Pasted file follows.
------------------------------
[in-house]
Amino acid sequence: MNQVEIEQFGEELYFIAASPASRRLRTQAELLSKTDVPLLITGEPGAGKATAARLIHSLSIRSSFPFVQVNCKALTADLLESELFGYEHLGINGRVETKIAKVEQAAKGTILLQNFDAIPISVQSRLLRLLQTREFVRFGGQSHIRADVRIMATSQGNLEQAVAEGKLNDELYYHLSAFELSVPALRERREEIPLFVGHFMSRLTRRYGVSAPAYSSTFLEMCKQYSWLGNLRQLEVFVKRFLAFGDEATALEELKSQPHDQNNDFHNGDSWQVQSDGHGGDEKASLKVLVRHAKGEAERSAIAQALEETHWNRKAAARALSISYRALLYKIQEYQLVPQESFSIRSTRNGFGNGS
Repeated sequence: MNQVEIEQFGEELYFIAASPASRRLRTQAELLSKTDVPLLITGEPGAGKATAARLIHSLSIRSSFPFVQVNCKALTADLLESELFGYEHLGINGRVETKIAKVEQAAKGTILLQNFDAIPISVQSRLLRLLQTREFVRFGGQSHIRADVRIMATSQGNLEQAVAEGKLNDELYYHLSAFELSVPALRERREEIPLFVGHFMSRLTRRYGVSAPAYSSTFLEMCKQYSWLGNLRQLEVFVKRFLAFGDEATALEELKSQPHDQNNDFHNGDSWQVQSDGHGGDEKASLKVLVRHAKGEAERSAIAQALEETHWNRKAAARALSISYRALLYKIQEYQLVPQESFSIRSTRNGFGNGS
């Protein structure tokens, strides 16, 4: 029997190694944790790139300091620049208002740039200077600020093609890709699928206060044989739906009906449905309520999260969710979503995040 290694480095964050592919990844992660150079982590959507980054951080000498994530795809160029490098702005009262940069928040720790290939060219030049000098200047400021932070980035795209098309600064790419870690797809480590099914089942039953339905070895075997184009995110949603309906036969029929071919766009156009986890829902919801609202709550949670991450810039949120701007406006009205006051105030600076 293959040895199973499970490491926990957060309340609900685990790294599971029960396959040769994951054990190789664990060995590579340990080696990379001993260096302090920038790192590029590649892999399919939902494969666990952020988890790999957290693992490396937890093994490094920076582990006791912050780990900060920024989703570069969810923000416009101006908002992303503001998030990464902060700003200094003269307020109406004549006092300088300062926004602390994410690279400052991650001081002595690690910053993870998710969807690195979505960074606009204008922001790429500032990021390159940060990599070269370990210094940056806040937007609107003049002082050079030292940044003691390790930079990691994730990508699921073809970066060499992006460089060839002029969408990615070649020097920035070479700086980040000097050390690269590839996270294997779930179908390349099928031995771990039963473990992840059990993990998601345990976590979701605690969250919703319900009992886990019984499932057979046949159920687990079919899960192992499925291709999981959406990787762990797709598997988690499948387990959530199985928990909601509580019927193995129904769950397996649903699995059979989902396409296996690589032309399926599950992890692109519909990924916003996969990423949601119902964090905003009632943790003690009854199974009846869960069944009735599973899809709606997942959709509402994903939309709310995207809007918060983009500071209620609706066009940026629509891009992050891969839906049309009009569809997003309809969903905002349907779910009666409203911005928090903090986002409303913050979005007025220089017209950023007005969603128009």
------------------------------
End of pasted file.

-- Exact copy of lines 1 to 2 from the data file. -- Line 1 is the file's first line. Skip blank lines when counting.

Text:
[in-house]
Amino acid sequence: MNQVEIEQFGEELYFIAASPASRRLRTQAELLSKTDVPLLITGEPGAGKATAARLIHSLSIRSSFPFVQVNCKALTADLLESELFGYEHLGINGRVETKIAKVEQAAKGTILLQNFDAIPISVQSRLLRLLQTREFVRFGGQSHIRADVRIMATSQGNLEQAVAEGKLNDELYYHLSAFELSVPALRERREEIPLFVGHFMSRLTRRYGVSAPAYSSTFLEMCKQYSWLGNLRQLEVFVKRFLAFGDEATALEELKSQPHDQNNDFHNGDSWQVQSDGHGGDEKASLKVLVRHAKGEAERSAIAQALEETHWNRKAAARALSISYRALLYKIQEYQLVPQESFSIRSTRNGFGNGS